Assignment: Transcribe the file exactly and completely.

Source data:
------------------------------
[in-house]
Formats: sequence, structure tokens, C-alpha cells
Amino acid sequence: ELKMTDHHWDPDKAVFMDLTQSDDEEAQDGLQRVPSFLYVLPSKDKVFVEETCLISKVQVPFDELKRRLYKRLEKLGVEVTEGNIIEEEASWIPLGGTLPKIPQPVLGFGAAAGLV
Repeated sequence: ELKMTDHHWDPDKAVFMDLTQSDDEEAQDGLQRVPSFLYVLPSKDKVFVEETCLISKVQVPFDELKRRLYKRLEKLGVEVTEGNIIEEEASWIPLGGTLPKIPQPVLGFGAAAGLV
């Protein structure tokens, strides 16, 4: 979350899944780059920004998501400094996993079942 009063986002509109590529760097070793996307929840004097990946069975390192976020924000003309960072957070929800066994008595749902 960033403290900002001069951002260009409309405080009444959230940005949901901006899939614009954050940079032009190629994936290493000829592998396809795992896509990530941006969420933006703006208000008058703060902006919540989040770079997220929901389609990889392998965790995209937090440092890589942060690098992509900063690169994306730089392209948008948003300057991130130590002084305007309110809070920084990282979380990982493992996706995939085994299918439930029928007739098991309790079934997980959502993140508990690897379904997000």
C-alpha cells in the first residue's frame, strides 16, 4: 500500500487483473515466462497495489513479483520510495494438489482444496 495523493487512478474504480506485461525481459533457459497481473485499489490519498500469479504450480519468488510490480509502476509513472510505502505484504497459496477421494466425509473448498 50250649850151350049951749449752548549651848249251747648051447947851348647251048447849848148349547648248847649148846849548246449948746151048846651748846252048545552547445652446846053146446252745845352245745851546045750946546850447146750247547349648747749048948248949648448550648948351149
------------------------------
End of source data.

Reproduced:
[in-house]
Formats: sequence, structure tokens, C-alpha cells
Amino acid sequence: ELKMTDHHWDPDKAVFMDLTQSDDEEAQDGLQRVPSFLYVLPSKDKVFVEETCLISKVQVPFDELKRRLYKRLEKLGVEVTEGNIIEEEASWIPLGGTLPKIPQPVLGFGAAAGLV
Repeated sequence: ELKMTDHHWDPDKAVFMDLTQSDDEEAQDGLQRVPSFLYVLPSKDKVFVEETCLISKVQVPFDELKRRLYKRLEKLGVEVTEGNIIEEEASWIPLGGTLPKIPQPVLGFGAAAGLV
């Protein structure tokens, strides 16, 4: 979350899944780059920004998501400094996993079942 009063986002509109590529760097070793996307929840004097990946069975390192976020924000003309960072957070929800066994008595749902 960033403290900002001069951002260009409309405080009444959230940005949901901006899939614009954050940079032009190629994936290493000829592998396809795992896509990530941006969420933006703006208000008058703060902006919540989040770079997220929901389609990889392998965790995209937090440092890589942060690098992509900063690169994306730089392209948008948003300057991130130590002084305007309110809070920084990282979380990982493992996706995939085994299918439930029928007739098991309790079934997980959502993140508990690897379904997000």
C-alpha cells in the first residue's frame, strides 16, 4: 500500500487483473515466462497495489513479483520510495494438489482444496 495523493487512478474504480506485461525481459533457459497481473485499489490519498500469479504450480519468488510490480509502476509513472510505502505484504497459496477421494466425509473448498 50250649850151350049951749449752548549651848249251747648051447947851348647251048447849848148349547648248847649148846849548246449948746151048846651748846252048545552547445652446846053146446252745845352245745851546045750946546850447146750247547349648747749048948248949648448550648948351149